Last week I had a conversation with a high net worth individual about a piece of property they missed out on last year. This person had been looking for the perfect piece of property for over 5 years, and they finally made an offer on a property I had listed. This property was an exceptional, once in a generation type property, and he made a respectable offer of a little over 90% of the asking price. Another buyer made an offer barely an hour or so before, and ended up offering full price for the property. The full-price offer got the deal done. Why in the world the other individual didn’t offer full price is beyond me. Now he has one of those all too familiar stories of regret about the piece of land that got away.
Here are some tips for making sure you don’t miss out when you find the right property:
- If a potential property appears to meet your criteria, set up an appointment to go look at it as soon as possible. Desirable properties attract a lot of attention, and very often the first to see it is the one who gets the chance to buy it. If owning a piece of land is important to you, make it a priority to visit promising new listings.
- If you visit a property and it “checks all your boxes”, be prepared to write an offer. I often tell sellers that the first offer they receive may the best offer. This is true simply because buyers like you have seen enough properties to know what you want, and are ready to pay for the value you see in the land.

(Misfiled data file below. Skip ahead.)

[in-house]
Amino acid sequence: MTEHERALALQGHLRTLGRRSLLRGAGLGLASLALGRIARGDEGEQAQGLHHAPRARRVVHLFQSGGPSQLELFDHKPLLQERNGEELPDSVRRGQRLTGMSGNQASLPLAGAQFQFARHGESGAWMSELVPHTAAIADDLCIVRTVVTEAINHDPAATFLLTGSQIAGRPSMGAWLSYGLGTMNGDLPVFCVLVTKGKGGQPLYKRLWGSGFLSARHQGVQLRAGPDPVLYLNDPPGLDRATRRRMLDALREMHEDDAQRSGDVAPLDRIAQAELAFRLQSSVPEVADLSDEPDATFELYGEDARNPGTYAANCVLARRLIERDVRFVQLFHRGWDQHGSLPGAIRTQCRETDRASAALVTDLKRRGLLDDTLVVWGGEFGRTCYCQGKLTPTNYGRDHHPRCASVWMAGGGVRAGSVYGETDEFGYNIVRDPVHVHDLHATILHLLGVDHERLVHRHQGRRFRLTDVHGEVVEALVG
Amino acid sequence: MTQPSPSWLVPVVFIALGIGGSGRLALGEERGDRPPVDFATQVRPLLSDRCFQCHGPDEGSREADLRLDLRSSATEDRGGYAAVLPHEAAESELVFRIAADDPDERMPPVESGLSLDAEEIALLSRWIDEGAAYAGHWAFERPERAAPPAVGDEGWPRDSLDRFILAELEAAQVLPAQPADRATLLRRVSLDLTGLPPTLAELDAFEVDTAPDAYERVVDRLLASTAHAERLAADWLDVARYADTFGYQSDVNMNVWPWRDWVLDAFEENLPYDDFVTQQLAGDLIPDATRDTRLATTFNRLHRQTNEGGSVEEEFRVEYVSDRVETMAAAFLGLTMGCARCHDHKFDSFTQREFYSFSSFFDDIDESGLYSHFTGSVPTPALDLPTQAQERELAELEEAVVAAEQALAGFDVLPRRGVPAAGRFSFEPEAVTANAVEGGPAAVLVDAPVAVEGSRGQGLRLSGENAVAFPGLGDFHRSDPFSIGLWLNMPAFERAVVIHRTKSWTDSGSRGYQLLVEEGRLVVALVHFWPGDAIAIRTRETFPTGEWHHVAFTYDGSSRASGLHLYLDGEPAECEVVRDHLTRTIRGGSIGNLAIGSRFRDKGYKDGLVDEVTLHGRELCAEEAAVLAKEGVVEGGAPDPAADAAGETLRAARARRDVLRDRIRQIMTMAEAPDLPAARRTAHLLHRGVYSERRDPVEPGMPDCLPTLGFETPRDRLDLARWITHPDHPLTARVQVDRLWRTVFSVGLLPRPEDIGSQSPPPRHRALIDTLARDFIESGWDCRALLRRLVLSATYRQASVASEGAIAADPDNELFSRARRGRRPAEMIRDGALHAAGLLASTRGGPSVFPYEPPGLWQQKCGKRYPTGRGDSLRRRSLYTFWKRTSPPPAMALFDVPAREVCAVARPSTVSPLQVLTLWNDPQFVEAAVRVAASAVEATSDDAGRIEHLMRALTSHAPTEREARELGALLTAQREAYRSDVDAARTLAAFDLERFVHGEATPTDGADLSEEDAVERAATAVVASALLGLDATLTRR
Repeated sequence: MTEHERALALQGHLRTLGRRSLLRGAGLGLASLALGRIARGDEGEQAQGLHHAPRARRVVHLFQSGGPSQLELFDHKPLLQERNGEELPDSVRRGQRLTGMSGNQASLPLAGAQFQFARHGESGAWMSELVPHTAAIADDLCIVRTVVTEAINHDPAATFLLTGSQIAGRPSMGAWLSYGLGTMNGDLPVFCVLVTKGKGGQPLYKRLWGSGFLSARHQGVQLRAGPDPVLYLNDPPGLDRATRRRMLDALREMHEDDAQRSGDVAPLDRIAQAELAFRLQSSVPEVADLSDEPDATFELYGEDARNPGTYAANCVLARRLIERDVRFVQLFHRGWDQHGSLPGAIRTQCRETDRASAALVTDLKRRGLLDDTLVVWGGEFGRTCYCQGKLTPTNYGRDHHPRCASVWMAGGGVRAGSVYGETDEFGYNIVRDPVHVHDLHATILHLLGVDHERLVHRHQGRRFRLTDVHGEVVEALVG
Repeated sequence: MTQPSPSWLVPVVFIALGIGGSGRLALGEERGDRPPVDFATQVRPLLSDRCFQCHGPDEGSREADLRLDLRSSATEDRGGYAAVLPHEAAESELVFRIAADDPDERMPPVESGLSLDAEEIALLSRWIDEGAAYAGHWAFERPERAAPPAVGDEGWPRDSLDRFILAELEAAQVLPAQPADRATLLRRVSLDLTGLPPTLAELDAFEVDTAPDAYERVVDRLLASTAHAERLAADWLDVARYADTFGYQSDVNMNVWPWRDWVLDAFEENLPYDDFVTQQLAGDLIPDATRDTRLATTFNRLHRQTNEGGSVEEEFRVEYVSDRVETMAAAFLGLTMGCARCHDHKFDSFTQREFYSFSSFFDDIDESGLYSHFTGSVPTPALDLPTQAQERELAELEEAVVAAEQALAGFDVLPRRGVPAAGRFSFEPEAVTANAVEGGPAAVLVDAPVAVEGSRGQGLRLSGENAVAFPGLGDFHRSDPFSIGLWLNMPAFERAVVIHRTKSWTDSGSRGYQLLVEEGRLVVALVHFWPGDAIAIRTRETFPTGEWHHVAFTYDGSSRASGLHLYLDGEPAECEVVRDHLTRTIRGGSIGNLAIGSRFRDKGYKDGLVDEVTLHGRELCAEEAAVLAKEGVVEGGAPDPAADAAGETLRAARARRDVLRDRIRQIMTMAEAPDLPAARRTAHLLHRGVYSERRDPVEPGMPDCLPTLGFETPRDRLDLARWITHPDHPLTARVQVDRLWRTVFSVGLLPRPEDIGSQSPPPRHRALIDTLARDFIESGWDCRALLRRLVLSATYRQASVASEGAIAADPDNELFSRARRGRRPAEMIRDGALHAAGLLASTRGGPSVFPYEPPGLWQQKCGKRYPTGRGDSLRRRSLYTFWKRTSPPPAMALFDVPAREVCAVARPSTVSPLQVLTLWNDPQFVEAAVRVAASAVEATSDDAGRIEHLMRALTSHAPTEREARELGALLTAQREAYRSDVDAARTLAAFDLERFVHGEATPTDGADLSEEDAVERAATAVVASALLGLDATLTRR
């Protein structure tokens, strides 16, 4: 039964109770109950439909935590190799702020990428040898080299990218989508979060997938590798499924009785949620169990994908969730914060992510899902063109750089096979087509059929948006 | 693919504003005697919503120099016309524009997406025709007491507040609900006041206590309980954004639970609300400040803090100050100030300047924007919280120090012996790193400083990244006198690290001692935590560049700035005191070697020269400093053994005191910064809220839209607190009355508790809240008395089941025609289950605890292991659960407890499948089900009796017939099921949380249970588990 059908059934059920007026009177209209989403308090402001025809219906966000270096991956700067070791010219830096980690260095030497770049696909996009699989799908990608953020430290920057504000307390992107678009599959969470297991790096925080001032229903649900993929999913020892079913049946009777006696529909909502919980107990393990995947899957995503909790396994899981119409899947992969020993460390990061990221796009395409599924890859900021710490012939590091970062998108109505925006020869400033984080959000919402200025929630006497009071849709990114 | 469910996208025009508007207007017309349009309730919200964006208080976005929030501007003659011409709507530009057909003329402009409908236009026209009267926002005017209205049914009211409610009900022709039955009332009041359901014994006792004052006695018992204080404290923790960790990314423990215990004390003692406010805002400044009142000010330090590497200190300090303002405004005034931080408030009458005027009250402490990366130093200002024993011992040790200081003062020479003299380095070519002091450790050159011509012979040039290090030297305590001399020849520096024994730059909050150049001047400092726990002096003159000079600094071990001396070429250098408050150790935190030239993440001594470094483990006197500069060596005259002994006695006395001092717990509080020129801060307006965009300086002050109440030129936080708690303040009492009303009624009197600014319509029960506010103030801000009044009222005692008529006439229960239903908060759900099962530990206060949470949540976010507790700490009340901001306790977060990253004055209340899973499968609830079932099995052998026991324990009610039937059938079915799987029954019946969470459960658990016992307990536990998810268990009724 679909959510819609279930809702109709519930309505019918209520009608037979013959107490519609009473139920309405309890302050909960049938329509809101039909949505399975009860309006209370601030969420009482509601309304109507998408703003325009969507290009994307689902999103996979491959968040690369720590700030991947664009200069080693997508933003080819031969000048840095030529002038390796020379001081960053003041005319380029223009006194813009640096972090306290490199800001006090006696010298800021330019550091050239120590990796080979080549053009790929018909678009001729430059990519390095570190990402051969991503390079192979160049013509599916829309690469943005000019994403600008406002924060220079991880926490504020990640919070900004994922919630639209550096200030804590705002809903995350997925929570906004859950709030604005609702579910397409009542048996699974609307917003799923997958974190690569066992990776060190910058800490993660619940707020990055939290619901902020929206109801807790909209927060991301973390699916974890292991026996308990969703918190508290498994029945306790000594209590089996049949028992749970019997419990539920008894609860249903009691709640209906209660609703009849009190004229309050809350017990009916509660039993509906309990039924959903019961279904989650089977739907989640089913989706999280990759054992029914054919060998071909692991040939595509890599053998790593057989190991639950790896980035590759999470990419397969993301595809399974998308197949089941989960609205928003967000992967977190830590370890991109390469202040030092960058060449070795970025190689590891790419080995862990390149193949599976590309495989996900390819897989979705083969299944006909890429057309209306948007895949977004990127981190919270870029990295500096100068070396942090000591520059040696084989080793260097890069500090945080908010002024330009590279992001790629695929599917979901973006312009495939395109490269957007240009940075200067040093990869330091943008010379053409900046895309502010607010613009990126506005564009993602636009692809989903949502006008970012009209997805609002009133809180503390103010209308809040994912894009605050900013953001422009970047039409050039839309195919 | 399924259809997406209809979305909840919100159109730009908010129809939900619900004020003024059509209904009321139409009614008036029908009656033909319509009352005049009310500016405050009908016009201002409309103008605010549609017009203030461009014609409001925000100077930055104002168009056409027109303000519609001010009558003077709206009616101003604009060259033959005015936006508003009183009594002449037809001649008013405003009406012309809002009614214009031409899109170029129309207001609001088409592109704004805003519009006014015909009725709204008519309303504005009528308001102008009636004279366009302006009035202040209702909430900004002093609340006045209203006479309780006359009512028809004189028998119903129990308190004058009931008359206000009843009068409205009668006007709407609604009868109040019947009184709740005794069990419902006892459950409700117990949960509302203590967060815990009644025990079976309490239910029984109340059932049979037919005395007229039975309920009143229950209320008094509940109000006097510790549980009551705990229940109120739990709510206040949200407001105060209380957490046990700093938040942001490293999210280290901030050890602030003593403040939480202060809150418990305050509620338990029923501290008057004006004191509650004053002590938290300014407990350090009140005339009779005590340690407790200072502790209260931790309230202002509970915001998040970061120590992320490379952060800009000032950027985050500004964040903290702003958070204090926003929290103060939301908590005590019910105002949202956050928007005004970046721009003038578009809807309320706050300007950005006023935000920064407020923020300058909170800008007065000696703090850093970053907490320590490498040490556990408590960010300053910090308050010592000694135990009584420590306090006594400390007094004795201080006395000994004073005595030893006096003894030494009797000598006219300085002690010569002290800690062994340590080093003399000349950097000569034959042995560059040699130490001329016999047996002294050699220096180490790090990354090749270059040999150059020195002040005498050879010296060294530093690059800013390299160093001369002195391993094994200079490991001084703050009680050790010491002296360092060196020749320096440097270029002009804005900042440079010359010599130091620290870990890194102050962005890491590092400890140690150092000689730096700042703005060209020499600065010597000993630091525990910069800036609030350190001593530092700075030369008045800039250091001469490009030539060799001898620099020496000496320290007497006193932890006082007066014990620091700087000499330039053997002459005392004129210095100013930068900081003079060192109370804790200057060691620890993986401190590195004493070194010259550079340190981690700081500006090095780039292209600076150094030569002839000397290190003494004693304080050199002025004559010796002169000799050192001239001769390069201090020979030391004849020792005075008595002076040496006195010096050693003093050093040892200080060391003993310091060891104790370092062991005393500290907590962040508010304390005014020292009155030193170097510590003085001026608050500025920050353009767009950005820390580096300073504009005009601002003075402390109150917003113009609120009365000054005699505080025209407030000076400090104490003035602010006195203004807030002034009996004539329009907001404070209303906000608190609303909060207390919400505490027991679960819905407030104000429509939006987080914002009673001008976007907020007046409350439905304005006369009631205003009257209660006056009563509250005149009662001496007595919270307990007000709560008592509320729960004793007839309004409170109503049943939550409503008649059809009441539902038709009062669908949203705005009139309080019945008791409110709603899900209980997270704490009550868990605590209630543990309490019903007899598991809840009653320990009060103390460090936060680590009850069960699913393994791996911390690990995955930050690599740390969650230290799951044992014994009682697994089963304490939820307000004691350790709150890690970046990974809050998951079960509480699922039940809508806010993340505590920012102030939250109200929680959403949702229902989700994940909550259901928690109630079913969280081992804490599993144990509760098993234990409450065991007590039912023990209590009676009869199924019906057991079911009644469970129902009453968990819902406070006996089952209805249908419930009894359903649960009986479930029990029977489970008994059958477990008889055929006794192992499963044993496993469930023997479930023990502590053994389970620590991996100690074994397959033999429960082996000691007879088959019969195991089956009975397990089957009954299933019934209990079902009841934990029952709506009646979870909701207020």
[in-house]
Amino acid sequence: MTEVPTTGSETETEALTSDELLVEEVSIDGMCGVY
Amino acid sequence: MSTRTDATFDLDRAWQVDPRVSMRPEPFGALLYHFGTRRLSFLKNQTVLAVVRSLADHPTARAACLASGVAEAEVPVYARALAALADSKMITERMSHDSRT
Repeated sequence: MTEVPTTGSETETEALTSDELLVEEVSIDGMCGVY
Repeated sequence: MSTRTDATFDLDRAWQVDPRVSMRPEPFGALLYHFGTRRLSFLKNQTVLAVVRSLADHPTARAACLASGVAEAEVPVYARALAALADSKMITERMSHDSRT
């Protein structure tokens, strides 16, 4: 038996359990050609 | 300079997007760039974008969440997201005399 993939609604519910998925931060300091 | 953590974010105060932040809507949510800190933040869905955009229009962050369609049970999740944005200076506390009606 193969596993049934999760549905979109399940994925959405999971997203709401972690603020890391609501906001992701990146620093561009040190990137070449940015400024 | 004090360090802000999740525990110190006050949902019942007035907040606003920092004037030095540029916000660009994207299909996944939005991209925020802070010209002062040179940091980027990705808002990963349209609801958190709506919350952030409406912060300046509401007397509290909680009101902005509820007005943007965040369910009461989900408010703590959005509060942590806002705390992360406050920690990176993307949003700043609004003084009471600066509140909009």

- Have your financing in place, or at least have a head start with the lender so you know you are able to make the purchase.
- Be prepared to pay what it is worth to you. When “the one” comes along, it’s not time to be a cheapskate. There was a farm my wife and I really wanted to purchase two years ago, and we offered the sellers full price for it because it was worth the money to us. We felt like paying the full asking price would have been worth it because we could see ourselves there for decades. (Incidentally, even after receiving our full price offer, the sellers decided not to sell and took it off the market.)
- Try not to get too emotionally attached to a property during the buying phase. Land is a visceral investment. Buyers often get a property stuck in their craw, and you can become obsessed with a place. Do not get so attached to a property (before you own it) that you lose the ability to be objective or walk away if necessary.
- Enlist the help of a true land professional. Having a good land broker in your corner infinitely increases the odds that you have a successful transaction. They have experience with all types of land transactions and the nuances of purchasing rural properties. Find a broker you can trust and lean on them for good advice.
No more pouty lip or breath that reeks of sour grapes; I hope these tips will help you find and purchase the right piece of land when your right opportunity comes along. Ask yourself, “Do you want it?”, and if you do, take the necessary steps immediately to make it happen.